Millions of Americans are in the midst of the annual Black Friday shopping frenzy and those who have done their homework, mapped out a strategy and carefully prepared their budget will likely have the most success.
From now until Christmas – perhaps even a few days after – you're going to get hit with advertising deals, special offers and bargains “too good to pass up.” A word of advice – keep your wits about you and make sure that deal is really a deal.
“Shoppers are watching their budgets closely this year, which means retailers are as well,” said Jennifer Calonia, consumer savings specialist for GoBankingRates.com. “With heightened competition for consumer cash, stores are resorting to sneaky tactics. Essentially, true Black Friday deals are dead.”
But what about all those “door-buster specials?” GoBankingRates.com points to a Walmart Black Friday ad promoting a 16GB Apple iPad Mini at $299 with a bonus $100 gift card thrown in. But read through the fine print. This offer isn't on Black Friday but was a one-hour guaranteed supply on Thanksgiving Day, from 6 to 7 p.m., meaning shoppers had to spend that much more time standing in line without their turkey and fixings.
Where are the deals?
GoBankingRates said it compared listed prices against their Black Friday ad prices for a number of items in the most popular shopping categories, including laptops, HDTVs, and toys and gaming. It said it found that some mid-to-high priced items received lower discounts, compared to products that were already marked at a low MSRP.
If you're looking for a name brand HDTV, the website says Black Friday is not the time to buy. In fact, it said it found that discounts on knock off model TVs weren't that great either.
There's a good chance that more shoppers than last year are doing their Black Friday shopping online. The deals are just as good, if not better, and you have to admit it's a lot more convenient. Online retailers are particularly motivated because they are looking beyond just the holiday season.
“With online holiday sales growth set to eclipse brick and mortar stores this year, the 2013 holiday shopping season is a critical opportunity for online retailers to attract frequent shoppers and create loyal, long term customers for the other 11 months of the year,” said Fiona Dias, Chief Strategy Officer at ShopRunner.com, an online buying portal. “Smart retailers realize the holidays are the time to capture customer loyalty for the rest of year. With around 40% of online shopping transactions happening during the holidays, now is the time for retailers to hook new customers with a great shopping experience from browsing to purchasing to fast and free shipping.”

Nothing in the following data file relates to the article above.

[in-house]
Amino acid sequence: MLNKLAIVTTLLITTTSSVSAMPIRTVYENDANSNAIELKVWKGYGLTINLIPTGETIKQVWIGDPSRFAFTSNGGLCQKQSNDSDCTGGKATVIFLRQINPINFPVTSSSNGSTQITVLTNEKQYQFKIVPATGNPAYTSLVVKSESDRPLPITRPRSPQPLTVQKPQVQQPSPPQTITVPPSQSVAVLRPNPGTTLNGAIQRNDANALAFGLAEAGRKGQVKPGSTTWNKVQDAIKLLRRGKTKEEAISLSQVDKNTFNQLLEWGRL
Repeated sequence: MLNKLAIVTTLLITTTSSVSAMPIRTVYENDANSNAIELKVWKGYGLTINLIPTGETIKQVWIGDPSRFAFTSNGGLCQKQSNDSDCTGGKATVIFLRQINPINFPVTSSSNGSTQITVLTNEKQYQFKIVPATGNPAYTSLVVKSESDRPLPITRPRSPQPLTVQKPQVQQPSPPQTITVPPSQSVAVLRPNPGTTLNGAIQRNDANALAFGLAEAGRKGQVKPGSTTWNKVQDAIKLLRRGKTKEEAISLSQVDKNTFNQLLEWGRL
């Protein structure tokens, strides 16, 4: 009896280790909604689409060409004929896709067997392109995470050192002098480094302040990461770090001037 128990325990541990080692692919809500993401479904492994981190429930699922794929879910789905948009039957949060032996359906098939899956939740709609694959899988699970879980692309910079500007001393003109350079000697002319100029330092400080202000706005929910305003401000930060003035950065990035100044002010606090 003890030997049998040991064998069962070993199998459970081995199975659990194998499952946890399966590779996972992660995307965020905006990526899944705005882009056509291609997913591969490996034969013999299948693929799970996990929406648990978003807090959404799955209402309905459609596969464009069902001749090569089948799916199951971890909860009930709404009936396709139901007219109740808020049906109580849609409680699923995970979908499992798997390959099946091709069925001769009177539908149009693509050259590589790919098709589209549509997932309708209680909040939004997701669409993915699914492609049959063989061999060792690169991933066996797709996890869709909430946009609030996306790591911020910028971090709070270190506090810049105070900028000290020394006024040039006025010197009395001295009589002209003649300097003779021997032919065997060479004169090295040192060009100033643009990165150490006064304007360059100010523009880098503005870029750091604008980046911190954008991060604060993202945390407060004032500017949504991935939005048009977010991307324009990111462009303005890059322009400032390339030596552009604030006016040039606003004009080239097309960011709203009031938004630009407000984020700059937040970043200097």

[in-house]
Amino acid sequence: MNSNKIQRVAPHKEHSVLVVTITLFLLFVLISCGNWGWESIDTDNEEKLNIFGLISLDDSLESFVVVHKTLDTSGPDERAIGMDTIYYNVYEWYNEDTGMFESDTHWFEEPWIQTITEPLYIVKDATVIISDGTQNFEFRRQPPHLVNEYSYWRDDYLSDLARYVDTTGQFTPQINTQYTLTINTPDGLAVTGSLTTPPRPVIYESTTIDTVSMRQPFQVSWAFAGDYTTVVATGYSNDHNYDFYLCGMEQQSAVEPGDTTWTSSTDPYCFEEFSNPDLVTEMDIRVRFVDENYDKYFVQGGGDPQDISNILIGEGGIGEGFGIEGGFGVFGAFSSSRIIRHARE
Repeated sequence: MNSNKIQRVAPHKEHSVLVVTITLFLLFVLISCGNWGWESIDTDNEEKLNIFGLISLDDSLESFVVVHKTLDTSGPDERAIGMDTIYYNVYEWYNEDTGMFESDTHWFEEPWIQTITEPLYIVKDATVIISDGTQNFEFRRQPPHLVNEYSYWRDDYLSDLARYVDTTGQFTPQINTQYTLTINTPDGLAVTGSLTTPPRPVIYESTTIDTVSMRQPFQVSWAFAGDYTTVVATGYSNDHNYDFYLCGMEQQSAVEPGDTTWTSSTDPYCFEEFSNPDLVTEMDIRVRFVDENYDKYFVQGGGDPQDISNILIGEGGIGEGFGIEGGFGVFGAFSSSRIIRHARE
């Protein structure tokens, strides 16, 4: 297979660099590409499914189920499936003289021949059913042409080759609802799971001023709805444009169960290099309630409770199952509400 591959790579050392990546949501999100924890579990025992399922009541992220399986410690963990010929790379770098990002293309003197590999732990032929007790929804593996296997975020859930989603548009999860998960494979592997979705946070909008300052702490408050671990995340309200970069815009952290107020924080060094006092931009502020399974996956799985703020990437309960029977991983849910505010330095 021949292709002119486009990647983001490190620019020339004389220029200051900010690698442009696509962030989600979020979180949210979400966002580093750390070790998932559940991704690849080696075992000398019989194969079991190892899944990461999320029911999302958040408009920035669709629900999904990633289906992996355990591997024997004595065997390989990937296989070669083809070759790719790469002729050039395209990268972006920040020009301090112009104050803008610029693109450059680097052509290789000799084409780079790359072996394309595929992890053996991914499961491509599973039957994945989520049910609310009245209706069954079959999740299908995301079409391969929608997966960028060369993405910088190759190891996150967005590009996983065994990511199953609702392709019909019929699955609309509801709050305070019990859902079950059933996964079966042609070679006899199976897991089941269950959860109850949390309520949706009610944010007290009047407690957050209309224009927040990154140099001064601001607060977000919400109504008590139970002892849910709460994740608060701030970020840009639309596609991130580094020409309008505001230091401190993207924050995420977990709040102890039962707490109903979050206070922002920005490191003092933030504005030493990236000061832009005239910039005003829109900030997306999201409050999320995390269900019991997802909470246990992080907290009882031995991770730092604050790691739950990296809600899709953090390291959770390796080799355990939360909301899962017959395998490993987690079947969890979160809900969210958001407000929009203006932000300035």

Dias says shoppers are not just looking for great prices and great service from online merchants. They want free shipping too. It's something shoppers should be able to take for granted this year, she said.
EBay Enterprise, formerly GSI Commerce, is tracking shopping data this holiday season and notes consumers now have an arsenal of digital devices with which to shop. Even so, it has found that so far 79% of online purchases have been made using the traditional laptop and desktop devices. But Dias says the trend suggests a move toward mobility.
“With tablets, holiday shopping moves to the couch, train and bed,” she said. “Tablets will be a big winner for this year’s online holiday shopping sales, while consumers will mostly just browse on mobile phones unless retailers offer an expedited checkout process that takes no more than a few clicks.”
However you're shopping – online or in a store – make sure you know what you're buying. It may be a tablet for $99 but how much storage capacity does it have? What kind of warranty? This is the reason you should check out ads and investigate the products before you decide to buy.
Look out for identity theft
Since more consumers are doing their Black Friday shopping online, it's worth repeating that identity theft dangers are escalating, along with the online deals. Missouri Attorney General Chris Koster is warning consumers to only shop with online retailers they know and trust.
“When entering credit card information, be sure that an 'https' precedes the website address in your browser’s address bar,” Koster said. “Many browsers will display a padlock icon when you navigate to a secure site.”
Bob Bunge, a cyber security specialist and engineering professor at DeVry University, told ConsumerAffairs.com earlier this month he expects a big increase in phishing attacks as scammers try to take advantage of the huge increase in consumers making online purchases. Beware of emails offering deals “too good to be true,” he warns.